BYU announces changes to application and enrollment process

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Students walk on BYU campus between class breaks. (Rebecca Sumsion)

BYU announced changes to admissions that will affect the number of students admitted to BYU in upcoming years.

Addressing these changes, BYU spokesperson Carri Jenkins said, “BYU will be expanding its enrollment by about 1.5% each year over the next six years. This increase will start Fall Semester 2020, with a moderate increase of a few hundred students.”

Though this change will increase the number of incoming freshmen, it is also being implemented as part of BYU’s inspiring learning objective, the university said. Part of this objective is to increase student retention rates so the graduation rate can grow.

“We would like to see every student who enrolls at BYU complete their education,” a university press release says, “which would increase our already high graduation rate of 86%.”

Other universities could also be affected as more students see the increased acceptance rate as an opportunity to transfer schools.

Riley Hall, director of admissions at BYU-Idaho, said the BYU admissions changes could impact the number of students studying at BYU-Idaho; however, he also noted benefits that could come from those changes.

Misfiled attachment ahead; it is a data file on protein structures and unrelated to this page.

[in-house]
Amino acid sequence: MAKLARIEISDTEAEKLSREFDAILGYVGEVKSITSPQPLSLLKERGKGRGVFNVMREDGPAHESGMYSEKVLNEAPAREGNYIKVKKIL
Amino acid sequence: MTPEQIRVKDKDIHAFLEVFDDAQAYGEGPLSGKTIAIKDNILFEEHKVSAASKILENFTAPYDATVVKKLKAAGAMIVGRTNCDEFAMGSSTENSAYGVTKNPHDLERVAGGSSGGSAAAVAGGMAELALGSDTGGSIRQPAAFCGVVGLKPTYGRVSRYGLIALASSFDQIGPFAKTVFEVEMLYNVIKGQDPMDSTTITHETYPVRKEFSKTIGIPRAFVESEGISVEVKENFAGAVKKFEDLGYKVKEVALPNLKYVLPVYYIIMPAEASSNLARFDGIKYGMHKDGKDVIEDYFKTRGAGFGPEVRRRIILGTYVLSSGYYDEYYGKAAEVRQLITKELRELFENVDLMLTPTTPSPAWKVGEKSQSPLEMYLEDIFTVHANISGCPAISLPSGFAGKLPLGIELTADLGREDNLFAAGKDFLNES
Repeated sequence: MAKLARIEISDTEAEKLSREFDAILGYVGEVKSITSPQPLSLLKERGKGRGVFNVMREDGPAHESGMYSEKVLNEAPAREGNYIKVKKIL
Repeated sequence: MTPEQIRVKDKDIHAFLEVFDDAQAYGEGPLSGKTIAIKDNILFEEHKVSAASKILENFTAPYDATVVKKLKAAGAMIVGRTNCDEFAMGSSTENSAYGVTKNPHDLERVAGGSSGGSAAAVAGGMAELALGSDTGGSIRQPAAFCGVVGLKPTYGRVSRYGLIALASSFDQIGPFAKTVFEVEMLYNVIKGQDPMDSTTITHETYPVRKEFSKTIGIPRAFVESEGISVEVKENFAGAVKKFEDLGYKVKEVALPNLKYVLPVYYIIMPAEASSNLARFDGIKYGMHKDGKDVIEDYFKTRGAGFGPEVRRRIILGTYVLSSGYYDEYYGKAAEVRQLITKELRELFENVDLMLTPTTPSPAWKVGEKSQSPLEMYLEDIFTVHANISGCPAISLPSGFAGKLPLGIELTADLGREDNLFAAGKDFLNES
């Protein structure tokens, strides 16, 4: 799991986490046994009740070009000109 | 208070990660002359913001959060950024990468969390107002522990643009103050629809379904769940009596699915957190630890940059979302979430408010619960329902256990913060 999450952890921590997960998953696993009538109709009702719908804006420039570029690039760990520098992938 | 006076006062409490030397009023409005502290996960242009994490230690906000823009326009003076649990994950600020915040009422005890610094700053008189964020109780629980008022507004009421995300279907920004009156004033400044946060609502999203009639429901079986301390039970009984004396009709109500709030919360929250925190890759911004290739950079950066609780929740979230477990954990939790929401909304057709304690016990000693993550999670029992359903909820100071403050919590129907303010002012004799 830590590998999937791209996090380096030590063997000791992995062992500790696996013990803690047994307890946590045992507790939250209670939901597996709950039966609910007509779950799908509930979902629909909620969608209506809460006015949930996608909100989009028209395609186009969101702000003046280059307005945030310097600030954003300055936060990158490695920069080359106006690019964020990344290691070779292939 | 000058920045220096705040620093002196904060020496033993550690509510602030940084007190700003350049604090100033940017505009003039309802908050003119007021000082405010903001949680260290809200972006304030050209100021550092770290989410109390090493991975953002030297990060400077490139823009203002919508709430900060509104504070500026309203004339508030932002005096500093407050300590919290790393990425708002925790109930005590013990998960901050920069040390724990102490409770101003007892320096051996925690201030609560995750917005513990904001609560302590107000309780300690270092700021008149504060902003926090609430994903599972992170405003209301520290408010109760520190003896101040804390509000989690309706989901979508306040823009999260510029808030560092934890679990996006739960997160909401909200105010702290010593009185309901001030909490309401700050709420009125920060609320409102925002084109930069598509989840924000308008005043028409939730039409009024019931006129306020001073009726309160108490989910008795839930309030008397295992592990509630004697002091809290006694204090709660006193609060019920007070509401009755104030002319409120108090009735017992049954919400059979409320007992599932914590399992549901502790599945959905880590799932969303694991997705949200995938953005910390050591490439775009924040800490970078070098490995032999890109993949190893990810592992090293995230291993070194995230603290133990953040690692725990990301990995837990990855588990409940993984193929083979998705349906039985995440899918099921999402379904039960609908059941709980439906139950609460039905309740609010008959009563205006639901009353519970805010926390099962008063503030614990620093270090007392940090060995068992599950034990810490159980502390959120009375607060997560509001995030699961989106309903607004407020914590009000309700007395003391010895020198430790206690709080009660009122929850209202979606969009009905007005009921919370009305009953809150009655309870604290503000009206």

“Our hope is that as BYU admits more people, that’s encouraging more people to consider an option within the church education system,” Hall said. “We receive some spillover benefit from that if they do.”

That spillover would only add to BYU-Idaho’s already growing student body.

According to BYU Magazine’s “Beyond Checkboxes: BYU Admissions Changes,” BYU has also changed its application requirements. Instead of requiring high school accomplishments and checking off boxes, BYU Admissions has changed the process to include “two activity essays” and now requires two additional letters of recommendation: one from a seminary teacher and one from a “core-subject teacher.”

BYU director of admissions Lori Gardiner said in the BYU Magazine article that she hopes these changes will encourage BYU Admissions to look beyond affluence and focus on the applicant’s true “alignment with our mission and aims.”

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